Following U-DISE data, the study goes on to say that India is far from being able to provide secondary education to all. “There is a severe shortage of school infrastructure. The number of schools also decrease sharply beyond the upper primary level. In 2015-16, for every 100 elementary schools (Classes I to VIII) in rural India, there were 14 schools offering secondary (Classes IX-X) and only six offering higher secondary grades (Classes XI-XII),” reads the report. “It has not helped that so many secondary schools are privately-owned, fee-charging schools. At the elementary level, only 5 per cent listed in the official statistics are private unaided schools while 40 per cent schools offering secondary or higher secondary grades are private, unaided institutions.” The report further says that this increasing reliance on high fee-charging, private education at each level of education stacks the odds against universal education and leads to dropouts, more in the case of girl students.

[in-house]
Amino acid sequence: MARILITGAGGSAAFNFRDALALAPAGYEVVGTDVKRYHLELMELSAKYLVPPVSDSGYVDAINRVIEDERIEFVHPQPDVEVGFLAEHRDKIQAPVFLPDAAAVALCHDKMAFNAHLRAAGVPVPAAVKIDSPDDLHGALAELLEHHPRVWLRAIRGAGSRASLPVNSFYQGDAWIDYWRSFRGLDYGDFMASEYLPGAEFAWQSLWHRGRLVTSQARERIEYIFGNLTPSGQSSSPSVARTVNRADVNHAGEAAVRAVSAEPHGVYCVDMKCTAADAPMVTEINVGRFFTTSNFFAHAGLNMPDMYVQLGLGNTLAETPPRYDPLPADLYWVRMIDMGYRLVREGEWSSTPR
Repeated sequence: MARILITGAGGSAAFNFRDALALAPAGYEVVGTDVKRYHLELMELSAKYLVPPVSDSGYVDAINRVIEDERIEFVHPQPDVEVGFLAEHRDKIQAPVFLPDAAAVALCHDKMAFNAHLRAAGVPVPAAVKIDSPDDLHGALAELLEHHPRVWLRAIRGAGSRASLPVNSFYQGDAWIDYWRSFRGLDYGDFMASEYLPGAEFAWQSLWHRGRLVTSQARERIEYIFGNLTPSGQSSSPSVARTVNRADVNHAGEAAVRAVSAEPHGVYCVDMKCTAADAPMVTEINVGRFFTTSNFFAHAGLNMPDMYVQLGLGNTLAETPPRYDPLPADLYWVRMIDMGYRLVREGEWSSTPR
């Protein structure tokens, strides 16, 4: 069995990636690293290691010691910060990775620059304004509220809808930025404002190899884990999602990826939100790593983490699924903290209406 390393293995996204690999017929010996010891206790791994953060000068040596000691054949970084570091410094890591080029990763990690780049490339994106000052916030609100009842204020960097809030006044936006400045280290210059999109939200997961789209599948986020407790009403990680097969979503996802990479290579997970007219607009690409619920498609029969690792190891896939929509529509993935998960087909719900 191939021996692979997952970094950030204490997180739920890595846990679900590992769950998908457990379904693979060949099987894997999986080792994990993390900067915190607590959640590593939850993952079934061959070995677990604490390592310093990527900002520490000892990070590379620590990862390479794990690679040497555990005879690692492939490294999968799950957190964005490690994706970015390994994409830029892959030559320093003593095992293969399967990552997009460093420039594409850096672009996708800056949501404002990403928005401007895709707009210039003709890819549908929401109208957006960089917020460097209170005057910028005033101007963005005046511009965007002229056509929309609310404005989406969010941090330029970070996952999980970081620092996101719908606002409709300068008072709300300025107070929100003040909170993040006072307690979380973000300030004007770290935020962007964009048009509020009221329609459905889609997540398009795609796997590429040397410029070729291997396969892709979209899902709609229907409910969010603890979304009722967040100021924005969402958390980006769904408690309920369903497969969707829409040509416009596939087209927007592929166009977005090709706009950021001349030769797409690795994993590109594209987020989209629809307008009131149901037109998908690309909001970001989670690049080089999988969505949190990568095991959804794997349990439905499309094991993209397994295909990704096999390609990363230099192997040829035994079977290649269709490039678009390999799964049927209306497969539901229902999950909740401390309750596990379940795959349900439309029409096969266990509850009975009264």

Other vulnerable groups such as children with disabilities are also adversely affected. Only 1.16 per cent al level are specially-abled while the share dips to 0.26 per cent at secondary and 0.25 per cent at the senior secondary level.


The report added that the BJP’s 2014 manifesto made a commitment to give utmost priority to address the acute shortage of teachersand researchers, quality of education and research, and also the employability factor associated with most of the courses. “There has only been a minor reduction in the number of schools failing to comply with the RTE norms for the student-teacher ratio. While recruitments have been made, this has not been commensurate with the actual need. There are 92,275 government schools at both elementary and secondary level which have only one teacher to teach all the subjects (Satya Pal Singh, Minister of State for Human Resource Development told the Lok Sabha in January 2019),” it further states. There are 900316 posts of elementary school teachers that are still vacant while 107689 posts are vacant for secondary school teachers.